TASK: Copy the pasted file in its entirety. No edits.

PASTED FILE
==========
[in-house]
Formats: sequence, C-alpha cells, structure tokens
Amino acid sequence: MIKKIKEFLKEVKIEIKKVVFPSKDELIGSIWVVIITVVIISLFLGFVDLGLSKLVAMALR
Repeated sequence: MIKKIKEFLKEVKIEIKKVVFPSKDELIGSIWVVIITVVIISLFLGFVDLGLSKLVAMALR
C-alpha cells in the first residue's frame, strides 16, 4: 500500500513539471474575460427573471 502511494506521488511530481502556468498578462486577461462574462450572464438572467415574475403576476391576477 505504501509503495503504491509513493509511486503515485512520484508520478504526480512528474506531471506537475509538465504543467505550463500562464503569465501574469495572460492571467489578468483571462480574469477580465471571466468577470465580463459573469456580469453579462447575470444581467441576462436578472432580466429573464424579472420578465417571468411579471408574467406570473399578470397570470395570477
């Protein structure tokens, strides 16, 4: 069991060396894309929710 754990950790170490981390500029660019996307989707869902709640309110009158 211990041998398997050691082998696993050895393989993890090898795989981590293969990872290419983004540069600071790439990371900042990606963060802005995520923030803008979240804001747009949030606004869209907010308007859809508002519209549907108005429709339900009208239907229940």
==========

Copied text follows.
[in-house]
Formats: sequence, C-alpha cells, structure tokens
Amino acid sequence: MIKKIKEFLKEVKIEIKKVVFPSKDELIGSIWVVIITVVIISLFLGFVDLGLSKLVAMALR
Repeated sequence: MIKKIKEFLKEVKIEIKKVVFPSKDELIGSIWVVIITVVIISLFLGFVDLGLSKLVAMALR
C-alpha cells in the first residue's frame, strides 16, 4: 500500500513539471474575460427573471 502511494506521488511530481502556468498578462486577461462574462450572464438572467415574475403576476391576477 505504501509503495503504491509513493509511486503515485512520484508520478504526480512528474506531471506537475509538465504543467505550463500562464503569465501574469495572460492571467489578468483571462480574469477580465471571466468577470465580463459573469456580469453579462447575470444581467441576462436578472432580466429573464424579472420578465417571468411579471408574467406570473399578470397570470395570477
């Protein structure tokens, strides 16, 4: 069991060396894309929710 754990950790170490981390500029660019996307989707869902709640309110009158 211990041998398997050691082998696993050895393989993890090898795989981590293969990872290419983004540069600071790439990371900042990606963060802005995520923030803008979240804001747009949030606004869209907010308007859809508002519209549907108005429709339900009208239907229940």